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Preamplifiers: Internal and External, Smart and Not

Blog Post created by benz on Sep 14, 2016

Originally posted Sept 19, 2014

Boost those electrons at your first opportunity

Preamplifiers are a time-tested way to improve measurement sensitivity and accuracy for small signals, especially those near noise. Some new external preamps, used alone or along with those internal to signal analyzers, may give your tiny signals the right boost in the right place to makebetter measurements. In the bargain, they’ll simplify small-signal and noise-figure measurements.

Once you’ve switched attenuation to 0 dB in a signal analyzer, the next step toward better sensitivity is some sort of amplifier. Many signal analyzers offer internal preamplifiers as an option, and it’s generally easier than employing an external preamp. The manufacturer can characterize the internal preamp in terms of gain and frequency response, and this can be reflected in the analyzer’s accuracy specifications.

However, internal preamplifiers may not have quite the gain you want over the frequency range you need, and an internal unit can’t be placed as close as possible to the signal-under–test (SUT). This is important for microwave and millimeter signals because they can’t travel far without significant attenuation, and because they tend to gather unknown and unwanted signals along the way. This is especially troublesome when you’re measuring small signals close to noise.

External preamplifiers are available in a wide range of frequency ranges, gains and noise figures, in both custom and off-the-shelf configurations, and can provide excellent performance. Unfortunately, it can be a challenge to integrate them into an end-to-end measurement. Accurate measurements require correcting for gain versus frequency and, if possible, noise figure, impedance match and temperature coefficients.

That’s where Keysight comes in. It recently introduced several external “smart” preamplifiers that automatically integrate with the measurement system and are compatible with all of the X-Series signal analyzers. They connect directly to the RF input of the signal analyzers, as shown below, and can function as a remote test head, providing amplification closest to the SUT.

An external USB smart preamplifier connected to an X-Series signal analyzer. The preamp can serve as a high-performance remote test head for spectrum and noise-figure measurements. The USB cable connecting the analyzer and preamplifier is not shown.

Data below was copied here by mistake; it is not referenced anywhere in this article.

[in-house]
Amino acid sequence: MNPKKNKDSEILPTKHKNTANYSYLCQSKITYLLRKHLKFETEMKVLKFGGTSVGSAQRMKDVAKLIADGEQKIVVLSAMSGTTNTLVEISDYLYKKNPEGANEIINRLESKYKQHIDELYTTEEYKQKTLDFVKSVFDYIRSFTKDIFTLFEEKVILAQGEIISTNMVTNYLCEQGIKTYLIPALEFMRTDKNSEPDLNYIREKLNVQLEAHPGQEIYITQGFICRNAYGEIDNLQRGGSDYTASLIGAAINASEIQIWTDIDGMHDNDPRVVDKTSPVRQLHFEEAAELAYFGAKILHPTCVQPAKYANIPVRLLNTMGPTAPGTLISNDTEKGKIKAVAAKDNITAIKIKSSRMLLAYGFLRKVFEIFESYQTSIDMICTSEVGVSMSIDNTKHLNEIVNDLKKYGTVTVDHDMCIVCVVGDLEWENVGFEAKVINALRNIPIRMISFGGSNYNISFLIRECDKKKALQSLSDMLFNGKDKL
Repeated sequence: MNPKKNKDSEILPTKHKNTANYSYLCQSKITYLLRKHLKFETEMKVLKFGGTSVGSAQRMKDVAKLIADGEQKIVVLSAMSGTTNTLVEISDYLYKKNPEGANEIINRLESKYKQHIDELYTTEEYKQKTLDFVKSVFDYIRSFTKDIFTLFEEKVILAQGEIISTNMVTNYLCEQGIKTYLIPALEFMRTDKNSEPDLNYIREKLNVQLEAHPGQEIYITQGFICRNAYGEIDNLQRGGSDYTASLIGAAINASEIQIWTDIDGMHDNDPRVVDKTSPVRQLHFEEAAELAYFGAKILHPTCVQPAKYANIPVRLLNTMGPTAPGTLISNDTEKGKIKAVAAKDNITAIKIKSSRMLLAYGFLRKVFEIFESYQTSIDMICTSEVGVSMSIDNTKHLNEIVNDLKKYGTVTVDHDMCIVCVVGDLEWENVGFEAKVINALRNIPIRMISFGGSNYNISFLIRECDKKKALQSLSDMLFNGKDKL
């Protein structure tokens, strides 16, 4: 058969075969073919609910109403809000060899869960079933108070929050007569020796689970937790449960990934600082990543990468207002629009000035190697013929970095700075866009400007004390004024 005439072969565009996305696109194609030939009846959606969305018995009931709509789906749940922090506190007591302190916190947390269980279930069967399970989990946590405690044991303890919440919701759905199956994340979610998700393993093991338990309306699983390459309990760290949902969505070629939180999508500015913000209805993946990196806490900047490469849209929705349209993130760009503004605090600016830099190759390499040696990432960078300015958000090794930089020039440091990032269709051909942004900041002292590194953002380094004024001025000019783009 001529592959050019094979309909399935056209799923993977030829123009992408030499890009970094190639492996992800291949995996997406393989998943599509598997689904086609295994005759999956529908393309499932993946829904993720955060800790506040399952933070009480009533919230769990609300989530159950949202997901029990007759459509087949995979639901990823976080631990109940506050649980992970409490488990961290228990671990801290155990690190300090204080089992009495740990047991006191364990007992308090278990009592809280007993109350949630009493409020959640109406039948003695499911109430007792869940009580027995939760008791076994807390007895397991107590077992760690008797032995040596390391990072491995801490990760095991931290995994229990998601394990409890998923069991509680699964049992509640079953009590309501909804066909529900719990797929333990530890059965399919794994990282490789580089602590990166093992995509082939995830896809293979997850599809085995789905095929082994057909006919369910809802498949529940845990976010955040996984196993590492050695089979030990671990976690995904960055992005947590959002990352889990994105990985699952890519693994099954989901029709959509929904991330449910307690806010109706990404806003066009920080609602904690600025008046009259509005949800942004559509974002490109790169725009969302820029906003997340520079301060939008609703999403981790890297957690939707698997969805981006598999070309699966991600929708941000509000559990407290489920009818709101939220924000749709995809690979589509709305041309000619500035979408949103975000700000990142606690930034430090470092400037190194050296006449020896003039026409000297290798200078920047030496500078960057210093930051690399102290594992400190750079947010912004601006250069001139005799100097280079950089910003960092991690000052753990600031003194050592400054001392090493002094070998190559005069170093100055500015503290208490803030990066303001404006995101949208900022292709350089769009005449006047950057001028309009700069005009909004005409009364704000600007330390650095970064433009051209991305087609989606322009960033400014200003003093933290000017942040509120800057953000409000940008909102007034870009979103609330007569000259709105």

An external USB smart preamplifier connected to an X-Series signal analyzer. The preamp can serve as a high-performance remote test head for spectrum and noise-figure measurements. The USB cable connecting the analyzer and preamplifier is not shown.

The U7227A/C/F preamplifiers use a single USB connection to identify themselves to the analyzer and download essential information such as gain versus frequency, noise figure and S-parameters.

As described in a previous post about smart external mixers, the combination of downloaded data and analyzer firmware fully integrates the amplifier into the measurement setup and effectively extends the measurement plane to its input. This allows Keysight to provide a complete measurement solution with very high performance and allows you to focus on critical measurements instead of system integration.

The USB preamplifiers have high gain and very low noise figure, and can be used in combination with the optional internal preamplifiers of the X-Series signal analyzers. The result is a very impressive system noise figure, as shown in the example below.

The displayed average noise level of the Keysight PXA signal analyzer is shown without a preamp (top), with the internal preamp (middle) and with the addition of the external USB preamp (bottom). Note the measured 13 GHz noise density at the bottom of the marker table of -171 dBm/Hz.

The displayed average noise level of the Keysight PXA signal analyzer is shown without a preamp (top), with the internal preamp (middle) and with the addition of the external USB preamp (bottom). Note the measured 13 GHz noise density at the bottom of the marker table of -171 dBm/Hz.

The performance and USB connectivity of the external preamps improves and simplifies noise-figure measurements and analyzer sensitivity, giving those few critical electrons a boost just when they need it most.

For more detail please see the USB preamplifier technical overview.

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